How the subscription economy has impacted the auto industry

Yahoo Finance’s Pras Subramanian details the ways in which automakers are incorporating subscription packages to their cars, including customers paying additional fees for bonus features in vehicles.

Video Transcript

SEANA SMITH: Auto makers taking a page out of Netflix’s playbook looking to charge buyers monthly subscription fees– you heard that right– for add-ons like navigation for hands free driving. But drivers, they’re not necessarily having it. Pras Subramanian is here with the latest on that, Pras?

PRAS SUBRAMANIAN: Hey Seana, good to see you. So yeah, big auto here trying to go big tech, right? Wanting to get those juicy subscription services– those fees. You know, we’re seeing that with some options like full self-driving on Teslas and Super Cruise on GM. You know and that makes sense because not everyone is using those features all the time.

But CarPlay, infotainment options, even seat heating– those are where consumers are, sort of, drawing the line. We saw some new data from Cox Automotive about how a whopping 75% of consumers don’t want to pay for these add-ons or these items they think that they actually bought with their car.

In most cases, the car actually has these physical items in the car but automakers are making you pay money to actually turn them on. So a couple of instances BMW famously tried to get people pay a yearly fee for CarPlay– something a lot of automakers actually offer for free. So many people– so many people were so upset about that BMW backed down, they took away that fee. But this hasn’t stopped them from thinking about actually adding fees for seat heating where– perhaps in the South where you wouldn’t necessarily need that.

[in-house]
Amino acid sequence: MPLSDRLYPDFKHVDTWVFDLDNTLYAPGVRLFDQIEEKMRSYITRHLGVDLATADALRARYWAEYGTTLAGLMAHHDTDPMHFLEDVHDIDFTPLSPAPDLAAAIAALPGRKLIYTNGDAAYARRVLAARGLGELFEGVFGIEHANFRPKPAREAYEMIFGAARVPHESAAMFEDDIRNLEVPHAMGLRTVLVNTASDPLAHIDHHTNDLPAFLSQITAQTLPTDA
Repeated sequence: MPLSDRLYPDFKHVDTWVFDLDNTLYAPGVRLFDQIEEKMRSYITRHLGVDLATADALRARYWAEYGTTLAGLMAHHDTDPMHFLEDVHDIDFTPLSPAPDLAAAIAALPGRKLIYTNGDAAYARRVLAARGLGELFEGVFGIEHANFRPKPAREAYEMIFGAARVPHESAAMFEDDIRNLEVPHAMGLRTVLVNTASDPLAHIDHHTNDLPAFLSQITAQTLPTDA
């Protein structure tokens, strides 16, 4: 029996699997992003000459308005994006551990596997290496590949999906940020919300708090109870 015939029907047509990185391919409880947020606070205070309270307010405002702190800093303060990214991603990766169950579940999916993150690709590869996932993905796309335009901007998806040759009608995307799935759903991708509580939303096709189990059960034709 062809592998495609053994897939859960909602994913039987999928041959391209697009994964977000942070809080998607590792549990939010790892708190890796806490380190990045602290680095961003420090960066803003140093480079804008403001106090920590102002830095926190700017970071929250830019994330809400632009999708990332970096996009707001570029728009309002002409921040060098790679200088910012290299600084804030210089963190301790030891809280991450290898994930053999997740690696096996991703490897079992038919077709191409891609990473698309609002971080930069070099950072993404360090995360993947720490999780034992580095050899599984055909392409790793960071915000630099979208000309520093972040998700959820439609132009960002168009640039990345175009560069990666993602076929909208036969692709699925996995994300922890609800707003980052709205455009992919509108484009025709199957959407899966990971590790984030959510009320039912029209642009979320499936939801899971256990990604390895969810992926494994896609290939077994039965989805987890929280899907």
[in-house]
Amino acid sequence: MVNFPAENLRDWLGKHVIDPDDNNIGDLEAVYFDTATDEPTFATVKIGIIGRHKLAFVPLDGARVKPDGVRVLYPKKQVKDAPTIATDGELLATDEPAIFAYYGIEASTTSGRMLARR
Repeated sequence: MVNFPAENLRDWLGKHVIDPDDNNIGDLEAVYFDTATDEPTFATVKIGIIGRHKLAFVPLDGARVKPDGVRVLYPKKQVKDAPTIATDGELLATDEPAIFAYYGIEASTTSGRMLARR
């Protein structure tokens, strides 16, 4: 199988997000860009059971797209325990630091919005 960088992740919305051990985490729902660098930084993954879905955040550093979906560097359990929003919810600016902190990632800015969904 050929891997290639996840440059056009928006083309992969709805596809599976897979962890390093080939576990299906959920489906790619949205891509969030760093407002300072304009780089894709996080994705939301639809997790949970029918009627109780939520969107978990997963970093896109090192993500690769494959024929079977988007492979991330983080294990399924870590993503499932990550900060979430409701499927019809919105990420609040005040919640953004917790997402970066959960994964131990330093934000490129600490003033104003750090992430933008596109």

And if you actually drove to North, maybe you’d want to activate that feature. But I think a lot of people think that’s, sort of, not exactly kind of what they had in mind when they bought a car or cars these days. New cars cost $46,000– around that level. So, you know, you’re paying for a new car plus maintenance. And then, maybe some options here.

So, you know, GM is betting some like $20 billion and $25 billion on these additional subscription revenues and fees. It’s a lot of money. It’s not nothing. So this battle, I guess, will take place between car buyers and car manufacturers on the showroom floors coming up this fall.

All right, indeed it. Will Senior autos reporter, Pras Subramanian. Thank you, my friend. Good to see you.